These Proceedings include the final reports of work performed by different institutions under the scope of Phase II of the Asian Regional Co-operative Project on Food Irradiation. The topics covered include the disinfestation and decontamination of stored products; improvements in the hygiene of processed seafood; insect disinfestation of fruits; and sprout inhibition of root crops. The individual presentations are indexed separately. Refs, figs and tabs

  4. Proton-transfer reaction mass spectrometry (PTR-MS) for the authentication of regionally unique South African lamb.

    Science.gov (United States)

    Erasmus, Sara W; Muller, Magdalena; Alewijn, Martin; Koot, Alex H; van Ruth, Saskia M; Hoffman, Louwrens C

    2017-10-15

    The volatile fingerprints of South African lamb meat and fat were measured by proton-transfer mass spectrometry (PTR-MS) to evaluate it as an authentication tool. Meat and fat of the Longissimus lumborum (LL) of lambs from six different regions were assessed. Analysis showed that the volatile fingerprints were affected by the origin of the meat. The classification of the origin of the lamb was achieved by examining the calculated and recorded fingerprints in combination with chemometrics. Four different partial least squares discriminant analysis (PLS-DA) models were fitted to the data to classify lamb meat and fat samples into "region of origin" (six different regions) and "origin" (Karoo vs. Non-Karoo). The estimation models classified samples 100% correctly. Validation of the first two models gave 42% (fat) and 58% (meat) correct classification of region, while the second two models performed better with 92% (fat) and 83% (meat) correct classification of origin. Copyright © 2017 Elsevier Ltd. All rights reserved.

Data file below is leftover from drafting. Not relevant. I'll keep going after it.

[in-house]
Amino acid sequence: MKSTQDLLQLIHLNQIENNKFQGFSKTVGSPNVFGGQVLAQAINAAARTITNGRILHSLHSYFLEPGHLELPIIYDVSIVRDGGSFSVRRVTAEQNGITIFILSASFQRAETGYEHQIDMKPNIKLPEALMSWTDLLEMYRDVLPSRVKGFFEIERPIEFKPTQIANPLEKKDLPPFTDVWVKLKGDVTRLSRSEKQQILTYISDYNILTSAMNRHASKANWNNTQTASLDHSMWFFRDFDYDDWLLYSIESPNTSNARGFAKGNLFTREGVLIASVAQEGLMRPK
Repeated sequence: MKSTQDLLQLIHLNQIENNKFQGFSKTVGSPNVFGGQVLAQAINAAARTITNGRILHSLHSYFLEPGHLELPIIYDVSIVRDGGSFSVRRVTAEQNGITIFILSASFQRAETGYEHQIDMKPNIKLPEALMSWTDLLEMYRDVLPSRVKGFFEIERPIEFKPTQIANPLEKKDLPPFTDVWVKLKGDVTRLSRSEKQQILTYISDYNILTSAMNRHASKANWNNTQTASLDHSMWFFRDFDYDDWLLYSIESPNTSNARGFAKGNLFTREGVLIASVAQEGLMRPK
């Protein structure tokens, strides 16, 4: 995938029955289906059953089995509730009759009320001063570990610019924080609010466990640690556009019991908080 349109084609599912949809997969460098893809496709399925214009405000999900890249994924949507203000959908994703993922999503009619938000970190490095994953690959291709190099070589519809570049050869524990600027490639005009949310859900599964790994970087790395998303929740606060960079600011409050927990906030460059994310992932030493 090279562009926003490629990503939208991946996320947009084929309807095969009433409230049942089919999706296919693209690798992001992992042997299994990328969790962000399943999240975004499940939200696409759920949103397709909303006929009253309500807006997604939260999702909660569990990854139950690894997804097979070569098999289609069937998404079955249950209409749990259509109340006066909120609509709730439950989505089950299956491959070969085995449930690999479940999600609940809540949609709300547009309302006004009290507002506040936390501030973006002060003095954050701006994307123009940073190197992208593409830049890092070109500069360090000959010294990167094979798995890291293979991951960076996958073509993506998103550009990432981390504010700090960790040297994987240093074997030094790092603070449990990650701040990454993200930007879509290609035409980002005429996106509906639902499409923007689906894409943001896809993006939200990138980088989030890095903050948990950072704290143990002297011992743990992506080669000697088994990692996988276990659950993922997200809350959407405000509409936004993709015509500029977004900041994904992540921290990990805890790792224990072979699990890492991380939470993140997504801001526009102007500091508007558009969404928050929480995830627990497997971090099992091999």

5. Improving MODPRESS heat loss calculations for PWR pressurizers

    International Nuclear Information System (INIS)

    Ramos, Natalia V.; Lira, Carlos A. Brayner O.; Castrillho, Lazara S.

    2009-01-01